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>> kennedy: now, that would've obviously been incredible. but i was just able to meet the widow of the destroyer captain a few days ago. and so i felt like he was looking down on me and history was really coming full circle. >> o'donnell: that caroline kennedy, who is now 57, has found herself serving her country halfway around the world is not what she expected when she went to the white house in the winter of 2013, an empty nester looking for a job. how did this come about? >> kennedy: well, i was in washington talking to people in the white house about how i might be able to serve the president. and so, they said, "well, what about ambassador to japan?" and so i was like "japan?" ( laughs ) so anyway, i said, "well, i would love to do that." >> o'donnell: but did you say, you know, "why japan?" or "am i the right person for this?" >> kennedy: oh, yeah, i said that, too. ( laughter ) but since they had suggested it, i figured they had thought it
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through and they had. and i came home and i said "okay, well, guess what they said." and of course, nobody in my family could have possibly imagined. and everybody got so excited because it was just such an unexpected and amazing opportunity. and i am proud to endorse senator barack obama for president of the united states. ( cheers and applause ) >> o'donnell: president obama owed caroline kennedy. she and her uncle ted propelled obama, by endorsing him over hillary clinton early and publicly at a critical time during his first campaign. i mean, some ambassadorships are ceremonial. this is a really big job. was there any hesitation? >> kennedy: no. ( laughter ) all the more reason. you know, that's what's so exciting about it, when you feel like you can really make a contribution. >> o'donnell: for the japanese the appointment was seen as a meaningful sign of the importance america placed on its alliance with japan. >> kuniko inoguchi: oh, we were so honored... >> o'donnell: kuniko inoguchi is
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a member of parliament from japan's ruling party. >> inoguchi: everybody was so very happy. we thought japan was treated as in a very special way. and... and she has been so effective. i think she's one of the most beloved foreign ambassadors in town. >> o'donnell: many japanese have been struck by her informality as ambassador... and by how she likes to jog regularly around tokyo like any normal tourist. caroline kennedy is known to be private, but she seems more at ease than ever in this job, and the japanese value her because it's believed she can deliver messages directly to president obama. do you have the president's ear? do you have a special relationship with him? >> kennedy: well, i mean, yes. it depends on what you mean by special relationship. but i feel that, if i need to talk to him, i can. >> o'donnell: there is plenty to talk about. what is going on in east asia, kennedy believes, is the story of the century. and yet, the news is dominated by the middle east.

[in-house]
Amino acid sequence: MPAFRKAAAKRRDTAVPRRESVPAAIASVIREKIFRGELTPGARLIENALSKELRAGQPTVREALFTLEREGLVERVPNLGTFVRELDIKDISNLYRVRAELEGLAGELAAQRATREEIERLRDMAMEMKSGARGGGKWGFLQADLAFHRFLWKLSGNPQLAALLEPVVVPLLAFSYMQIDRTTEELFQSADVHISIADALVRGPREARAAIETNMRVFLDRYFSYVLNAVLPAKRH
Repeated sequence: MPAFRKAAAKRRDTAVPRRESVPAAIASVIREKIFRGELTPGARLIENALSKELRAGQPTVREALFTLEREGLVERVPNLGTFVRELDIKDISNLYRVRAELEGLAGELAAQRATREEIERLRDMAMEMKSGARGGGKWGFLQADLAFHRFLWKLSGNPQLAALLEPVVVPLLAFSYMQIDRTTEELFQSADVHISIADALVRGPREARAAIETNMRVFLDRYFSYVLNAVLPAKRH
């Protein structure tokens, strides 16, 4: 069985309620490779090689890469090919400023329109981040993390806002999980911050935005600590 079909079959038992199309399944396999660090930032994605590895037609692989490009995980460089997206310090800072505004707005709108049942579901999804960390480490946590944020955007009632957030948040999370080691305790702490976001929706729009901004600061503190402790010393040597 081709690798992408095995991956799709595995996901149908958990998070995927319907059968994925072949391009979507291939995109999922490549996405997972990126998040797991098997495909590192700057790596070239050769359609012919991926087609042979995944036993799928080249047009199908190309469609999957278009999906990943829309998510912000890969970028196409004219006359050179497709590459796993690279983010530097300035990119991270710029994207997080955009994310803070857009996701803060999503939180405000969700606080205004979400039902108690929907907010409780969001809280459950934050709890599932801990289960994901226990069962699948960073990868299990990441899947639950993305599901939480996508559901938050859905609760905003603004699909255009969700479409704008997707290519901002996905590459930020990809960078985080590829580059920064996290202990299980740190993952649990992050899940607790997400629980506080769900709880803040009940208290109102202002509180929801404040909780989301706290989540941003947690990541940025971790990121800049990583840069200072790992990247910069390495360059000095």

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>> kennedy: right. you guys are missing the story okay? >> o'donnell: how? >> kennedy: because what is going on out here in asia is... there is so much opportunity for america. there is so much good will towards america. there is economic opportunity. >> o'donnell: ambassador kennedy is keen on a massive trade deal, the biggest since nafta, that is now being negotiated among the u.s., japan and ten other countries. but another issue is looming over east asia-- the ascendance of china. relations between china and japan are tense. a booming china has quadrupled its military spending, doesn't like japan, and has designs on islands the japanese consider theirs. what many americans may not know is the united states is obligated to come to japan's aid in case of an attack. how much does japan depend on the u.s. to defend it? >> kennedy: well, we are responsible for the defense of japan, and we have a security treaty.
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and so, what's being debated here now is the ability of japan to come to the aid, for example, of us, if we are being threatened. >> o'donnell: that debate is being led by japan's prime minister, shinzo abe, who wants to unshackle the country's military from its post-war restrictions, making neighbors in asia very nervous. and what's the u.s. position? >> kennedy: well, we support this because japan is an incredibly capable, trusted partner with whom we have very close relationships at the working level in the military. >> o'donnell: ambassador kennedy herself has forged a close working relationship with abe... >> kennedy: he is a very strong partner for us. i see him regularly. i think he's very pro- the u.s. alliance. what he's really committed to is restoring japan's ability to be an effective leader on the world stage. >> o'donnell: at times, abe hasn't made it easy for kennedy. he stoked anger throughout much of asia one month into her